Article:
The previous experiences also indicated that modified vaccinia Ankara replicates to higher titers in CR.pIX cells compared to parental CR cells [19]. The CR.pIX cell line was generated by stable transfection of established CR cells with an expression plasmid that encodes pIX [20], a minor structural protein of adenoviruses that appears to be involved in stabilizing adenviral capsids against thermal stress. The small adenoviral protein appears to have additional functions [35] and one model that explains augmented replication of viruses unrelated to adenoviruses suggests that pIX may constitutively elevate Hsp90 into an activated state in the avian cell lines [15]. As Hsp90 is involved in the replication of several viruses, including rabies virus [36], a potential connection between pIX and heat shock responses may also explain the increased yields for rabies virus that were observed in this study.

The Multiplicity of Infection (MOI) is another critical process parameter that often needs to be optimized for new virus production processes. Here, we observed that the MOI only slightly affected peak titers for rabies virus in the avian cell line. Interestingly, although titers were usually around 108 FFU/ml for all MOIs, the highest titer was obtained with an MOI of 0.001. This MOI is 100-fold lower compared to previous data generated within our group with BHK-21 or Vero cells as substrate [37, 38] which further demonstrates the high permissivity and productivity of CR.pIX cells for propagation of rabies virus.

Cell density at the time of infection is another critical process parameter. In this work, CR.pIX infection at 2 × 106 cells/ml resulted in the highest cell specific productivity compared to the other densities (1 × and 4 × 106 cells/ml). At 2 × 106 cells/ml, the specific virus productivity was 2.7 or 1.2-fold higher compared to when the cells were infected at 106 or 4 × 106 cells/ml, respectively. These data confirm that the so-called “cell density effect” also impacts rabies virus production in CR.pIX cells. This effect describes an often observed decrease of the amount of virus produced in a variety of hosts at high cell densities [39,40,41]. However, high cell density processes using CR.pIX cells were successfully developed for MVA [18, 19]. In these studies, medium feeding and exchange strategies applied prior to or during the virus replication phase were demonstrated to restore a high specific productivity. We could show that perfusion during the virus production phase maintained high infectious titers also of rabies virus until the end of the culture and without the drop observed in batch cultures. As an additional advantage, multiple harvests could be collected (Table 1) and the potency of the experimental vaccine was enhanced twofold. Consequently, the expected total vaccine doses that could be produced using perfusion was increased by 9.6 fold (Table 1). This performance was even higher than our previous data obtained with BHK-21 cells grown in serum containing medium in perfusion mode in a 20-l bioreactor [37].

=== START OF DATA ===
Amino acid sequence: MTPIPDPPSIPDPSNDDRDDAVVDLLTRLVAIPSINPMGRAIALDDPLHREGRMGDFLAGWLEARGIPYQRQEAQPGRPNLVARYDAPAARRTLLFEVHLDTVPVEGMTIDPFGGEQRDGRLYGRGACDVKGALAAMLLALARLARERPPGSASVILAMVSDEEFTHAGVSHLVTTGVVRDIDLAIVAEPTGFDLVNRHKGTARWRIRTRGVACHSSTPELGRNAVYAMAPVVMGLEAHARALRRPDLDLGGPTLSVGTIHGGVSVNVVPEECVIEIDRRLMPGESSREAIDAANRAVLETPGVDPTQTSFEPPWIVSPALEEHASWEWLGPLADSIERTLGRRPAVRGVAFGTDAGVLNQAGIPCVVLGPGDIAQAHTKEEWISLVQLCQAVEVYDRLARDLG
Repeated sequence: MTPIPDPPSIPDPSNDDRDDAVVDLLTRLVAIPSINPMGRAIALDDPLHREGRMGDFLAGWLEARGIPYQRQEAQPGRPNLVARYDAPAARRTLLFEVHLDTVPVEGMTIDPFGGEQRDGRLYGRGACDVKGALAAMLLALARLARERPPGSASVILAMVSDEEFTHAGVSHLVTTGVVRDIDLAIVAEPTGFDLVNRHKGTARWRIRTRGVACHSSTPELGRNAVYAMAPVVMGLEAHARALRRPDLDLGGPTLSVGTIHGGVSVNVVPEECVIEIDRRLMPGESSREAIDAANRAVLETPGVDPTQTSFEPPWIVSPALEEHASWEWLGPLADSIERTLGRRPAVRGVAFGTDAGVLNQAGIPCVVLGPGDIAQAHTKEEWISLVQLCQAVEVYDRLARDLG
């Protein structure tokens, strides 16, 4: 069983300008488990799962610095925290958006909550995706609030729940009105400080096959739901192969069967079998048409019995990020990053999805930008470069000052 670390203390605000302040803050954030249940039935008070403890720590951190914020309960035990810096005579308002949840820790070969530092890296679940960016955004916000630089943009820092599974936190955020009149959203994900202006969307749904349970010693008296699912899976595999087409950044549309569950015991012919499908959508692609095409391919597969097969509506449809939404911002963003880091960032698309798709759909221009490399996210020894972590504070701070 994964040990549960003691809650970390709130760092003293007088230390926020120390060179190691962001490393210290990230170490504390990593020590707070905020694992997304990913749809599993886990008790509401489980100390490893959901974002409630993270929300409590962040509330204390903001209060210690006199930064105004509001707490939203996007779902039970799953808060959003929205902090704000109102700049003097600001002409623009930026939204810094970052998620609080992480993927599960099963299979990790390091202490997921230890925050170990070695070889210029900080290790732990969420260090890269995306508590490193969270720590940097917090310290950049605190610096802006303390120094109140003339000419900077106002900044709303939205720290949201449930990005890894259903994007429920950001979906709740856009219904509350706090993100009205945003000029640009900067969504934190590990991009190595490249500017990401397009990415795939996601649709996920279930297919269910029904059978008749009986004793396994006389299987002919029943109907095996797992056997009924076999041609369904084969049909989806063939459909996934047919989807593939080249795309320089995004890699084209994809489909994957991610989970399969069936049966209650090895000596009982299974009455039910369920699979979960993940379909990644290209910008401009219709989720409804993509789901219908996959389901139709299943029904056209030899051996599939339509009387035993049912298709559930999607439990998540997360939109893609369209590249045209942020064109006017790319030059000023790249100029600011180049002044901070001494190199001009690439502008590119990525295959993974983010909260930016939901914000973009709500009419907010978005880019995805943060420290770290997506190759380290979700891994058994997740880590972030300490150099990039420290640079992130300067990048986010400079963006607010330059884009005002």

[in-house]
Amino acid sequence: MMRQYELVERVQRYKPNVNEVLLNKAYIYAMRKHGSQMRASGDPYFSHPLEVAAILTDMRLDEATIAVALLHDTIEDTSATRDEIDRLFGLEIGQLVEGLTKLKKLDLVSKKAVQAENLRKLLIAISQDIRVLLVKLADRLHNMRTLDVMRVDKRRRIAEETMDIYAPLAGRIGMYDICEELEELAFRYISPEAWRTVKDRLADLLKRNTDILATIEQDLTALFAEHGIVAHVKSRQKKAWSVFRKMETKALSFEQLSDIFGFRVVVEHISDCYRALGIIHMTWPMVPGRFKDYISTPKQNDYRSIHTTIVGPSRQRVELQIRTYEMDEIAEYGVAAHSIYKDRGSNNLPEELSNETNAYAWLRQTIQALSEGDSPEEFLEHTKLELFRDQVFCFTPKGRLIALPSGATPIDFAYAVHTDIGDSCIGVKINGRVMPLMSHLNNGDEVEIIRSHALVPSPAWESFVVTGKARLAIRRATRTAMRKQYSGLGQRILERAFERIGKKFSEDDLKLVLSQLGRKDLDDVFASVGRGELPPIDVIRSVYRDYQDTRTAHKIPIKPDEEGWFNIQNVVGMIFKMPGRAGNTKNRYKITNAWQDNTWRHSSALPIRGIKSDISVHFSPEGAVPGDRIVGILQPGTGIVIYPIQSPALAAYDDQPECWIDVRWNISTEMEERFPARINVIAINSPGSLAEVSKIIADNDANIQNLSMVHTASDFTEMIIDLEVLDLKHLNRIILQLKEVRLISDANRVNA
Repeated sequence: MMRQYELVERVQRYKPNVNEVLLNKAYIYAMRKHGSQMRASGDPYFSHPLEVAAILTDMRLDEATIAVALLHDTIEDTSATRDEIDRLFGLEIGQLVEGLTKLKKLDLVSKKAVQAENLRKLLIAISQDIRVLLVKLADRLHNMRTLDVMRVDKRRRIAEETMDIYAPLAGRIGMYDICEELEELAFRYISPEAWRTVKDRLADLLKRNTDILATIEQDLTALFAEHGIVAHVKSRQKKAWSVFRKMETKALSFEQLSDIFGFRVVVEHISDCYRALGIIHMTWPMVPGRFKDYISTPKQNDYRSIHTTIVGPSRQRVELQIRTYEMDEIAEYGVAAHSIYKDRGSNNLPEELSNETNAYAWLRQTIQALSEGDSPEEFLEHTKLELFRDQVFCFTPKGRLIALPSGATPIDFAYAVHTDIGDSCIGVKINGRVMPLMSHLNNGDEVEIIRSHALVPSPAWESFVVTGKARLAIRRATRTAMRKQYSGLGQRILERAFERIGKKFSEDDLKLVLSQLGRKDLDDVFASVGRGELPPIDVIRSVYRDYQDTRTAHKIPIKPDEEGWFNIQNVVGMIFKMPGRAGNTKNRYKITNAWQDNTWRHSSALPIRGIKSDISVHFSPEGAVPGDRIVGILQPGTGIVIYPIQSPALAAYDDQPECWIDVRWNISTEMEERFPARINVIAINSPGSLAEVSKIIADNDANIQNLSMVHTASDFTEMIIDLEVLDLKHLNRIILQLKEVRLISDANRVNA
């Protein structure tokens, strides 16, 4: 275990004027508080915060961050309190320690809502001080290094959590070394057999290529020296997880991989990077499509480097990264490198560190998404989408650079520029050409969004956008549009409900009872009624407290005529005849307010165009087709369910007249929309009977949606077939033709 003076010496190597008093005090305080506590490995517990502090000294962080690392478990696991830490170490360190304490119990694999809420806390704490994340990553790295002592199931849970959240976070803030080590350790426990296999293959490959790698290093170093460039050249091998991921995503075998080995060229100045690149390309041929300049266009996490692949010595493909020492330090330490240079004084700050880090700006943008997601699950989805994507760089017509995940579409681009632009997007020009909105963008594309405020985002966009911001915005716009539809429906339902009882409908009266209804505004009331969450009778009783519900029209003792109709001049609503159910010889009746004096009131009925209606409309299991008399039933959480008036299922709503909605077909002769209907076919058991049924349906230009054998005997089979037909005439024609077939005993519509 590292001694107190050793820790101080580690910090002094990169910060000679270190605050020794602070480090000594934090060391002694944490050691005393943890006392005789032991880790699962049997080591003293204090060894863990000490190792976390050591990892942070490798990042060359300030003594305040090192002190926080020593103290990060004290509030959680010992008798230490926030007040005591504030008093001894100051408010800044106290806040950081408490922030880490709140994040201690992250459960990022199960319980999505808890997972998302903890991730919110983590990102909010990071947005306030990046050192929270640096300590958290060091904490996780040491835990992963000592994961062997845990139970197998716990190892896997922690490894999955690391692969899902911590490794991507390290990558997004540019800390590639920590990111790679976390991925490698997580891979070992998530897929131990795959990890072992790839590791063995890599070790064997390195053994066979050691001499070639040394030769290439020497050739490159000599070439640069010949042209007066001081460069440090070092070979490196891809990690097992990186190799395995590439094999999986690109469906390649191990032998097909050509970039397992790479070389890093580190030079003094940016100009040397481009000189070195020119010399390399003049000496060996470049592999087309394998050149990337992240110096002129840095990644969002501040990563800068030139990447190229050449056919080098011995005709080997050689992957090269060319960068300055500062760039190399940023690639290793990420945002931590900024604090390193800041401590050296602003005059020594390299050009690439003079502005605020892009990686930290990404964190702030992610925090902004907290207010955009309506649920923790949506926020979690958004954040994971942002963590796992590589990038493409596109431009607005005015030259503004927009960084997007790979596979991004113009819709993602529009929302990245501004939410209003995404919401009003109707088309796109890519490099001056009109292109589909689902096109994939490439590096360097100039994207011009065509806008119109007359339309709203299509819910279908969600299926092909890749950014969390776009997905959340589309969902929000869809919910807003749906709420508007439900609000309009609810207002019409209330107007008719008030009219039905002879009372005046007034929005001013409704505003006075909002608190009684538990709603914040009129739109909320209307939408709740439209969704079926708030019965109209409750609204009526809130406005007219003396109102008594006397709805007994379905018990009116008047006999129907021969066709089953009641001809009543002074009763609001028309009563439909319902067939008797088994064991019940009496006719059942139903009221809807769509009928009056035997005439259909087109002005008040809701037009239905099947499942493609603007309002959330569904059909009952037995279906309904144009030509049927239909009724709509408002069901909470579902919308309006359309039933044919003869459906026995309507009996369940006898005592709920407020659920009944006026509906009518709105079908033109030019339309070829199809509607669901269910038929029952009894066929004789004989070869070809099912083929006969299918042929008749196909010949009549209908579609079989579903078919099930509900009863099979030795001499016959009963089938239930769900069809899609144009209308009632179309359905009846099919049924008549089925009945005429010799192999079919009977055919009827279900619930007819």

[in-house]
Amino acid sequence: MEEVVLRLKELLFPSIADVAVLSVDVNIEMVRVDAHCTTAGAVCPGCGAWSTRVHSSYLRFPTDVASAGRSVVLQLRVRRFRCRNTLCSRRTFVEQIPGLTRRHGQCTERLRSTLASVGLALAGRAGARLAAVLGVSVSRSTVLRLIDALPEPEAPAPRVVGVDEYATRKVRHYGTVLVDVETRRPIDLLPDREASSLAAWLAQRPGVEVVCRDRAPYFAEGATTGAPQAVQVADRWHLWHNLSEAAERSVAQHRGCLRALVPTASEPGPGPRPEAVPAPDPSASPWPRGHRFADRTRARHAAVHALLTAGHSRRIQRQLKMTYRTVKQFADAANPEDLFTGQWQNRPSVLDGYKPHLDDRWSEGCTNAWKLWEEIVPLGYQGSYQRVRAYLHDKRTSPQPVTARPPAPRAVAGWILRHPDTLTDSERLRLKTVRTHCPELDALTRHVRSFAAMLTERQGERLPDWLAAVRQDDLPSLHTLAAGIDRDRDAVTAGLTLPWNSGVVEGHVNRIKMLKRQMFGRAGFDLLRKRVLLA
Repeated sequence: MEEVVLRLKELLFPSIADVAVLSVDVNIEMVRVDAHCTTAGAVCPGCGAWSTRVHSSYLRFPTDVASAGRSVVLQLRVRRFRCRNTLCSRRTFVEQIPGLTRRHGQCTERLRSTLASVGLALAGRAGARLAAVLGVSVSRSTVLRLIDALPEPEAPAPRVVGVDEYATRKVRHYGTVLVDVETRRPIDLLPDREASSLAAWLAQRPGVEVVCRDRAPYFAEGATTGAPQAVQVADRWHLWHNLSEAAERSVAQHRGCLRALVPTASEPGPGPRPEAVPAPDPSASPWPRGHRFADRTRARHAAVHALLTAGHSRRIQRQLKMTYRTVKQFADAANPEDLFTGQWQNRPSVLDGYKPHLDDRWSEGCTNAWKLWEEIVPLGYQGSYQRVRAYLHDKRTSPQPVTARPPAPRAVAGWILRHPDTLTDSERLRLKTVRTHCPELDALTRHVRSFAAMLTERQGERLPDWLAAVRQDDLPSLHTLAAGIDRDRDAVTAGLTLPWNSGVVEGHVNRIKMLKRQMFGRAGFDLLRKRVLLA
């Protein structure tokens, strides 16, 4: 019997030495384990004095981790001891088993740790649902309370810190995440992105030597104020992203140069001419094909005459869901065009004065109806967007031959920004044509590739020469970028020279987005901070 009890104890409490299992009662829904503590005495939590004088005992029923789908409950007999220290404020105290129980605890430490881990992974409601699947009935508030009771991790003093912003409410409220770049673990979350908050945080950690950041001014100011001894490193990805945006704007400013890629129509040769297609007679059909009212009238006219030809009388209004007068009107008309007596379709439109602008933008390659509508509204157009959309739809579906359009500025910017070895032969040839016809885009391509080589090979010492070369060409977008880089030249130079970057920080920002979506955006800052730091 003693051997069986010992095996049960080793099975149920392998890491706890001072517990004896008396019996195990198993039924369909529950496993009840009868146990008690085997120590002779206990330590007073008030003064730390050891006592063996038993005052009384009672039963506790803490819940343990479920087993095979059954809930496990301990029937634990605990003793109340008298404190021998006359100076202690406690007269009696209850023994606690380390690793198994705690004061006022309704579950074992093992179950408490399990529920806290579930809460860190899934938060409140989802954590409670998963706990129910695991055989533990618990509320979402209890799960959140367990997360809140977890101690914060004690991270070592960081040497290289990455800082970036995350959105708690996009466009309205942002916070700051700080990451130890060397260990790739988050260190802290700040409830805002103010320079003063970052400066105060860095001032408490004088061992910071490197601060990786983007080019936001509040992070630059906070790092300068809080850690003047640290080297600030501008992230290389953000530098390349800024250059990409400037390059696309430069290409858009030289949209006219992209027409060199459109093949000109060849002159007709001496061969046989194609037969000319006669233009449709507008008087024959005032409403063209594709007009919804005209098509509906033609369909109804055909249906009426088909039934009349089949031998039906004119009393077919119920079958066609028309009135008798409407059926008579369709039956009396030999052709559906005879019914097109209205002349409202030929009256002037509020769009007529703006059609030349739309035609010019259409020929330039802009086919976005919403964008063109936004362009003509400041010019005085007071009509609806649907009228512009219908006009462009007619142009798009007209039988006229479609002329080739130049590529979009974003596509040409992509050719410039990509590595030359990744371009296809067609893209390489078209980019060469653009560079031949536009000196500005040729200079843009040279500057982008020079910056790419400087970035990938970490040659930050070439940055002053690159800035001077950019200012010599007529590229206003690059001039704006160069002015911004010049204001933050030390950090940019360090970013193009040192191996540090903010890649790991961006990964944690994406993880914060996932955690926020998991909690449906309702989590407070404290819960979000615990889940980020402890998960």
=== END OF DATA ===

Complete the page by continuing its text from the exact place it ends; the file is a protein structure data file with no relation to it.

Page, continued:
Table 1 Rabies virus production in CR.pIX suspension cells grown in a 7-L bioreactor using different culture modes

Conclusion

We demonstrate in the present study that the CR.pIX suspension cell line in chemically defined medium is permissive for PV rabies virus. The production processes we report here achieved a high virus titer and competitive vaccine potency. This development is a good starting point for optimization of processes for production of veterinary rabies vaccines that are expected to be affordable in endemic countries and may thus contribute to increased vaccination coverages in the rabies reservoirs.

Methods

Cell lines and medium

AGE1.CR, AGE1.CR.pIX, AGE1.CR° and AGE1.CR.pIX° cell lines derived from the primary cells of a Muscovy duck embryo, were provided by ProBioGen (Berlin, Germany) and used in this study. Cells were grown in the chemically defined medium CD-U5 (Becton Dickson Biosciences, USA) supplemented with recombinant insulin-like growth factor (LONG-R3IGF, Kerry, USA) to 10 ng/ml, glutamax (Invitrogen) to a final concentration of 2 mM, and NaHCO3 to 2.1 g/L. Dulbecco's Modified Eagle Medium (DMEM) and DMEM/F-12 (DMEM/Nutrient Mixture F-12) were provided by Invitrogen (USA). Pilot experiments were performed with adherent CR and CR.pIX cells cultivated in DMEM/F12 and 5% FCS (Gibco #10,086).

Virus strain

Pasteur virus strain adapted to replication in BHK-21 cells (PV/BHK-21) was obtained from Institut Pasteur (Paris, France).

Cell suspension culture

Cultures were carried out in shake flasks with baffles (Corning) at 36.5 °C, 8% CO2 and 150 rpm in an incubator shaker (Infors AG, Switzerland). CR and CR.pIX were grown in the chemically defined medium CD-U5 supplemented with 10 ng/ml of LONG-R3IGF whereas CR° and CR.pIX° were cultivated in the same medium without the addition of any growth factor.

Cell infection

Cells were infected at 34 °C, 4.4% CO2 and 150 rpm. pH was adjusted to 7.4 by daily addition of NaHCO3 at 88 g/l. Infections at small scale were performed concurrent with cell seeding at day 0 of the kinetic. Infectious units were determined with samples cleared by centrifugation.